Although we cannot yet say for sure what psychological mechanisms account for the gender differences we observed, we can rely on other research to speculate.

As mentioned earlier, some researchers argue that porn can be a source of threatening sexual comparisons, highlighting evidence that people might compare their sex life against sex as it is shown in porn and feel disappointed. On the other hand, other researchers argue that porn can be a source of sexual inspiration, given evidence that porn might encourage people to broaden their sexual horizons and explore new sexual behaviours.

In light of the patterns we found, it is possible that, for men, the degree to which porn is a psychological threat or has similar negative effects tends to outweigh its usefulness as sexual inspiration or other benefits – whereas the reverse could be true for women. This interpretation echoes research suggesting, for instance, that porn use is associated with penis size dissatisfaction among men (but not genitalia or breast dissatisfaction among women) and with intrusive thoughts about sexual performance during intercourse among men (but, again, not among women). Such psychological consequences could make it less likely that men’s sex lives benefit from porn overall.

Each potential consumer of porn is different, and those individual differences matter

It might be tempting to see our findings as confirming popular beliefs about porn: that reducing porn consumption could help men to overcome sexual problems – for examples of this argument, see the popular book Pornland (2010) by Gail Dines or publications from one of the online communities attempting to tackle what they consider porn addiction; or that increasing porn use could empower women (for instance, see this relevant piece from 2015 in The Guardian). However, we want to emphasise another important finding. The overall relationship between porn use and sexual functioning, for both men and women, seems to be rather modest – without being trivial – suggesting that it is only one of many factors that might affect people’s sexual functioning.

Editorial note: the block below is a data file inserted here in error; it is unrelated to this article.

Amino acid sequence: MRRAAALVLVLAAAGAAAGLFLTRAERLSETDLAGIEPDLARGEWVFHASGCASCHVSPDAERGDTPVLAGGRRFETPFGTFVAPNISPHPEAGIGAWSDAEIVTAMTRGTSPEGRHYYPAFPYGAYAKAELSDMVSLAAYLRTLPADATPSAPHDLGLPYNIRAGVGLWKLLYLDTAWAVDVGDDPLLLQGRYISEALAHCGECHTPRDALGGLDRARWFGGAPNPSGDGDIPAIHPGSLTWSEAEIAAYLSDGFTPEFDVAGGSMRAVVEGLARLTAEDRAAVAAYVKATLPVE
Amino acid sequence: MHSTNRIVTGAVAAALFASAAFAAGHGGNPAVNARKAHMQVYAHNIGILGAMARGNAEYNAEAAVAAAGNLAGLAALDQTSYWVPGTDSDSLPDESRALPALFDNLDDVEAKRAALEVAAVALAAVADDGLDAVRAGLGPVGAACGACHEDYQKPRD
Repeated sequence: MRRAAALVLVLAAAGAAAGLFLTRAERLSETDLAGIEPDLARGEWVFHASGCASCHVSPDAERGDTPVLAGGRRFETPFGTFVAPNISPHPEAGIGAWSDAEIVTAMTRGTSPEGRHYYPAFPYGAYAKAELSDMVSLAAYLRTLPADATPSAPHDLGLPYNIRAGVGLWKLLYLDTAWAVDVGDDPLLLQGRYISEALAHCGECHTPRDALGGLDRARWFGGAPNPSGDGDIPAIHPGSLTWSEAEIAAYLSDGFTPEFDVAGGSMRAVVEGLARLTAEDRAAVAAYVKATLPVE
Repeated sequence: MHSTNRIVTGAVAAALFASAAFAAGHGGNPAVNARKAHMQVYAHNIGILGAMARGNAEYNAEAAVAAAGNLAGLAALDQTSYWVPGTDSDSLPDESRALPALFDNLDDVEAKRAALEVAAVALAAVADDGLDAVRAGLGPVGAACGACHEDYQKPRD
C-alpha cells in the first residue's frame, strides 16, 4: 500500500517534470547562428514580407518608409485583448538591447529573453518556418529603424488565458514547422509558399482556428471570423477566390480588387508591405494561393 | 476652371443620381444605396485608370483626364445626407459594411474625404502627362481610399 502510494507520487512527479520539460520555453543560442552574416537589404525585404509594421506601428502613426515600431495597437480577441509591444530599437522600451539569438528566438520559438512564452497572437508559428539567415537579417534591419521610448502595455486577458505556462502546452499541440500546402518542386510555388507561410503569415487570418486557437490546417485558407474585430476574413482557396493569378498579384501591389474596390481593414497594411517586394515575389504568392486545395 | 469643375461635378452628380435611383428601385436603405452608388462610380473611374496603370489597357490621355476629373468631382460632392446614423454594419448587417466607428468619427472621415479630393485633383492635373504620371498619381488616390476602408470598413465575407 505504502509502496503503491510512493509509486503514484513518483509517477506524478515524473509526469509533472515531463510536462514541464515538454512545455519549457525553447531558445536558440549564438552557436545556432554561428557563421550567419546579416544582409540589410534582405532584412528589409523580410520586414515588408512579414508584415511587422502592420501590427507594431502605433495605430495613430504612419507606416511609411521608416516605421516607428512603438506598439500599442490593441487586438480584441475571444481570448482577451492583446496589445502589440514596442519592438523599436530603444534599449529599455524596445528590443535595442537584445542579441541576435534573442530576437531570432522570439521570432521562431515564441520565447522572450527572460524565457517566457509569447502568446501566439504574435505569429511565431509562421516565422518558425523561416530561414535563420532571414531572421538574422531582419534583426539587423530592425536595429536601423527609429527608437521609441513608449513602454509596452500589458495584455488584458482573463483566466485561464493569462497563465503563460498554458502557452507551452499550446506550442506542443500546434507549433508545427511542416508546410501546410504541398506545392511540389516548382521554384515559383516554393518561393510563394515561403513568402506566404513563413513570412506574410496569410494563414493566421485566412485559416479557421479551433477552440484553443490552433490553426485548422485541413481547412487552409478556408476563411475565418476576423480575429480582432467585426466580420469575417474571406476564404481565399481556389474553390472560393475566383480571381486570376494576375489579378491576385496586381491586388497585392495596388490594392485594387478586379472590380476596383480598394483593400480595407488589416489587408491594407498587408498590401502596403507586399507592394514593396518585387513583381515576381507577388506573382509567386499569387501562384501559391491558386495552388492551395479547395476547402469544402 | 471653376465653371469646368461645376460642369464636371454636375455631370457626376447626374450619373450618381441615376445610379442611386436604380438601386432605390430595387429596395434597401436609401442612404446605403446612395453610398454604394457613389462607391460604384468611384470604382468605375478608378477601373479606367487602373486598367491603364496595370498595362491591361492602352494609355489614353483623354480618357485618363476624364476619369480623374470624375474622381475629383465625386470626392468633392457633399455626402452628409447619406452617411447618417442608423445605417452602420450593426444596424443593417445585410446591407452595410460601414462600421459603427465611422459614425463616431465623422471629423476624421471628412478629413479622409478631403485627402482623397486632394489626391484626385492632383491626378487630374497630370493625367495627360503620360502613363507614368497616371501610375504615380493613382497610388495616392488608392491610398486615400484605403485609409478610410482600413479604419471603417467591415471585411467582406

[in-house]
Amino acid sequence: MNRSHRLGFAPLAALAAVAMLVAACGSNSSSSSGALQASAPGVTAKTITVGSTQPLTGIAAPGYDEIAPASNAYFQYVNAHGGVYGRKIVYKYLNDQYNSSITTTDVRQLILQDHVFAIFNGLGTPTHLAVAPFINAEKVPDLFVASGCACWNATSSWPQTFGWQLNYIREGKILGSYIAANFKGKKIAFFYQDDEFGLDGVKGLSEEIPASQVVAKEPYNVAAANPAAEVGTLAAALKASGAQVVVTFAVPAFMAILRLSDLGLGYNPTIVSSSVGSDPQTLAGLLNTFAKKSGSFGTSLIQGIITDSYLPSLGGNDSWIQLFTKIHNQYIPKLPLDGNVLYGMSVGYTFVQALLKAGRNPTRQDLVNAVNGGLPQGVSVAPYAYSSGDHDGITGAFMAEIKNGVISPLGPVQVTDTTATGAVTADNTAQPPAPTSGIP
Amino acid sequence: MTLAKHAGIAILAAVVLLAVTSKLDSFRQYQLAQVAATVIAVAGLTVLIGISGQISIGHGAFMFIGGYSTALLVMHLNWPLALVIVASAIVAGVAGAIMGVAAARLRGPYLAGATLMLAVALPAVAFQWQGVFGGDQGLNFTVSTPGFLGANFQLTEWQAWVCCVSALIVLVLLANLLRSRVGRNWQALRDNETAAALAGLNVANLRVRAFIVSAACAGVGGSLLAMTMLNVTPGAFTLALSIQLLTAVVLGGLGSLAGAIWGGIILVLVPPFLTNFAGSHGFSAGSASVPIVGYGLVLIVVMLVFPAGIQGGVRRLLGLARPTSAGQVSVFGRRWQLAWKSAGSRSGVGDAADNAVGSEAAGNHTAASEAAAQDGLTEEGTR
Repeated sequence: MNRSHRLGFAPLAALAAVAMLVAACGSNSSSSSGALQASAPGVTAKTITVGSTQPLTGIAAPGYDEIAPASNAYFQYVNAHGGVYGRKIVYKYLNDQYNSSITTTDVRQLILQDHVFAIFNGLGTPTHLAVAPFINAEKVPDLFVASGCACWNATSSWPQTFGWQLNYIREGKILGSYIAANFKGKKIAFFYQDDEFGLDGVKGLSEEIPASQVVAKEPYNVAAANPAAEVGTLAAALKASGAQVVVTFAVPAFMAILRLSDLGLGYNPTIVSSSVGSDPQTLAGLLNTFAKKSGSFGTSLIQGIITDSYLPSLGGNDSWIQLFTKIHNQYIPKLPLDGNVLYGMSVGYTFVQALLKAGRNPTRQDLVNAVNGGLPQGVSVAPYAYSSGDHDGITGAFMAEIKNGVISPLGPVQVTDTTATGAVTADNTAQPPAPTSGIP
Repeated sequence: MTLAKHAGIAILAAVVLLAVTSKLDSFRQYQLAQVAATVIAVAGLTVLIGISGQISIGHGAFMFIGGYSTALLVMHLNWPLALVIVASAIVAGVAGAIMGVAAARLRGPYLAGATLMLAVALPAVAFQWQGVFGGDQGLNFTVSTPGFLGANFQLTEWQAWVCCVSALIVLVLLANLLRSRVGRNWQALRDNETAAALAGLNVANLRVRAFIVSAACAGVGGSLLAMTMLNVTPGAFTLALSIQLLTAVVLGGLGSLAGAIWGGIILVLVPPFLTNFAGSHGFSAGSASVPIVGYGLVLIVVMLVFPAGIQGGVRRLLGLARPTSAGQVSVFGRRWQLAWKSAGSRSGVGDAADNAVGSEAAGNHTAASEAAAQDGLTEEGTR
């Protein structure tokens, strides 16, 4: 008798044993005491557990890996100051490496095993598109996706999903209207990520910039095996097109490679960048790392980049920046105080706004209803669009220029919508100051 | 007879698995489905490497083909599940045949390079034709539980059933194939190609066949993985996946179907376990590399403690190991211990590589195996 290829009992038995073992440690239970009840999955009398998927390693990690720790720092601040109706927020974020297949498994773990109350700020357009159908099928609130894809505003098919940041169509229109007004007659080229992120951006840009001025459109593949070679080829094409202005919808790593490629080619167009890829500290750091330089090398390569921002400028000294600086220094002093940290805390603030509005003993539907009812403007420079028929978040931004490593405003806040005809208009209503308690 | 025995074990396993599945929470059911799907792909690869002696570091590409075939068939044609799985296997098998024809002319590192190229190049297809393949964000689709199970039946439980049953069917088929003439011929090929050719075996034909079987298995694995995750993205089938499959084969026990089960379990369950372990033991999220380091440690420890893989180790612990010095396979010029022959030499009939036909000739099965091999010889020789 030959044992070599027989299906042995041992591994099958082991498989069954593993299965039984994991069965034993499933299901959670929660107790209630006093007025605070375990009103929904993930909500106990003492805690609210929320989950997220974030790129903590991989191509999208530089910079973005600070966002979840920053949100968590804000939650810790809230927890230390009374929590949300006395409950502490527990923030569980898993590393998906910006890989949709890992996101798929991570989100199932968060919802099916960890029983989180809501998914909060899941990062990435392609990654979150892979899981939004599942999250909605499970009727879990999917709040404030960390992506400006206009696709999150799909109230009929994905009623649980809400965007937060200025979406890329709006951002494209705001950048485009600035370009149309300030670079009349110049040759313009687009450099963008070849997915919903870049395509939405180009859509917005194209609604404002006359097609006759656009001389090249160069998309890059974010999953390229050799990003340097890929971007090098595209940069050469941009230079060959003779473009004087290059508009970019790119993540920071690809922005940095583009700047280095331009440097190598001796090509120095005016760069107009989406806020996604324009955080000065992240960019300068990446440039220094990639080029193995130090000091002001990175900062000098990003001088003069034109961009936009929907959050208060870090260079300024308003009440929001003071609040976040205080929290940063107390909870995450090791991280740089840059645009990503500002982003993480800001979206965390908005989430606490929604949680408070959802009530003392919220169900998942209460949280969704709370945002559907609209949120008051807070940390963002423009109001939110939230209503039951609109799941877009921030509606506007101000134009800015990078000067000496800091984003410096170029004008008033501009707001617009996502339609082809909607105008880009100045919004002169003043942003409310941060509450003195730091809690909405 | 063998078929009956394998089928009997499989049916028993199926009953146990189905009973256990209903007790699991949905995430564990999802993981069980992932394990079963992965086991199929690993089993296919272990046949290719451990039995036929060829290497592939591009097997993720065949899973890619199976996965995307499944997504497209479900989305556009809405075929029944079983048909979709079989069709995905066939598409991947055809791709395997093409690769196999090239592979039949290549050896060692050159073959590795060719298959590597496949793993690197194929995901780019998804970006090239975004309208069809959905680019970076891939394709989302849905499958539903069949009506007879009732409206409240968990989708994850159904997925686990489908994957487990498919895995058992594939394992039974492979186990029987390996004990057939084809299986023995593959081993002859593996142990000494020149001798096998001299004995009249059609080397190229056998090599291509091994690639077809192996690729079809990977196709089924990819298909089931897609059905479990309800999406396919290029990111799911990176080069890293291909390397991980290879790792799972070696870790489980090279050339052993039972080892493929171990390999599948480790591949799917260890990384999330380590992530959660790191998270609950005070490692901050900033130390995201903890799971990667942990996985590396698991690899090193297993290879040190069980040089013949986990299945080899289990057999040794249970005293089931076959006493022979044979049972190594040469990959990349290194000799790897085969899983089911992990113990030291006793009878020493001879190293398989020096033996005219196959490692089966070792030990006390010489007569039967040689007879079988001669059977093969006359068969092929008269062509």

Variables that were not considered in our study, but have been highlighted by past researchers, could influence people’s sex lives and even the relationship between porn use and sex. For instance, watching paraphilic (ie, unusual) porn rather than mainstream porn is associated with more negative sexual consequences. As another example, watching porn with one’s partner rather than alone could have more positive sexual consequences. Moreover, other research shows that perceived problematic porn use might be more strongly related to worse sexual functioning than the frequency of porn use per se. These kinds of studies highlight that each potential consumer of porn is different, and those individual differences matter.

Contrary to certain popular beliefs, porn does not seem to be the best candidate to blame for sexual issues among men, nor does it seem like one of the most important factors to consider when thinking about potential solutions to women’s sexual issues. Overall, our findings suggest that most men who choose to stop using porn might see only minor benefits in their sexual life (unless, perhaps, they seem to have a pattern of problematic consumption, such as a perceived addiction). Likewise, even if some women see improvements in their sex lives related to porn use, they might do well to avoid thinking of it as some sort of sexual panacea.

With these results and implications in mind, our study suggests a somewhat ironic trend in the relationships between young people’s porn use and their sex lives. It seems that porn – created by a male-dominated industry that typically caters to a male-dominated audience – is more likely to have real-world sexual benefits for young women who use it than it is to have such benefits for young men.

Save

Share

Tweet

Email

27 July 2022